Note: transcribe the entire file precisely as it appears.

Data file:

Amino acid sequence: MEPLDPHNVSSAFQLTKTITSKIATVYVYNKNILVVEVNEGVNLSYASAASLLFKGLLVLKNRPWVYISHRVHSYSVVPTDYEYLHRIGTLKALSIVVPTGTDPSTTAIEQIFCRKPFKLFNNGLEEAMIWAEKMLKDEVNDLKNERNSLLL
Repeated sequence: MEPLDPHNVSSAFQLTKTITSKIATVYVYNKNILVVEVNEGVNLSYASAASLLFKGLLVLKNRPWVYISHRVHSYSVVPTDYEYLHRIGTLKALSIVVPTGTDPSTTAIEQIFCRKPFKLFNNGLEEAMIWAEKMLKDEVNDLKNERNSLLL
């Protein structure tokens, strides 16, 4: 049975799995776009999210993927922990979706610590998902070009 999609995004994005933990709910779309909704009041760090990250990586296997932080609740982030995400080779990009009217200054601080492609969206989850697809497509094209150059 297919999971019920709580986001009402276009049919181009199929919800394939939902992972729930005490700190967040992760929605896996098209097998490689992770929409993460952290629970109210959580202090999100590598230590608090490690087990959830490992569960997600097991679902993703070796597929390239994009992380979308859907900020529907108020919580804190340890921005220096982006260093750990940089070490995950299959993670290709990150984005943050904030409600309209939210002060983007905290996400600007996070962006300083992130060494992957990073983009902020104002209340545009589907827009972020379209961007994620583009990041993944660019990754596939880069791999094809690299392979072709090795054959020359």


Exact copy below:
Amino acid sequence: MEPLDPHNVSSAFQLTKTITSKIATVYVYNKNILVVEVNEGVNLSYASAASLLFKGLLVLKNRPWVYISHRVHSYSVVPTDYEYLHRIGTLKALSIVVPTGTDPSTTAIEQIFCRKPFKLFNNGLEEAMIWAEKMLKDEVNDLKNERNSLLL
Repeated sequence: MEPLDPHNVSSAFQLTKTITSKIATVYVYNKNILVVEVNEGVNLSYASAASLLFKGLLVLKNRPWVYISHRVHSYSVVPTDYEYLHRIGTLKALSIVVPTGTDPSTTAIEQIFCRKPFKLFNNGLEEAMIWAEKMLKDEVNDLKNERNSLLL
């Protein structure tokens, strides 16, 4: 049975799995776009999210993927922990979706610590998902070009 999609995004994005933990709910779309909704009041760090990250990586296997932080609740982030995400080779990009009217200054601080492609969206989850697809497509094209150059 297919999971019920709580986001009402276009049919181009199929919800394939939902992972729930005490700190967040992760929605896996098209097998490689992770929409993460952290629970109210959580202090999100590598230590608090490690087990959830490992569960997600097991679902993703070796597929390239994009992380979308859907900020529907108020919580804190340890921005220096982006260093750990940089070490995950299959993670290709990150984005943050904030409600309209939210002060983007905290996400600007996070962006300083992130060494992957990073983009902020104002209340545009589907827009972020379209961007994620583009990041993944660019990754596939880069791999094809690299392979072709090795054959020359």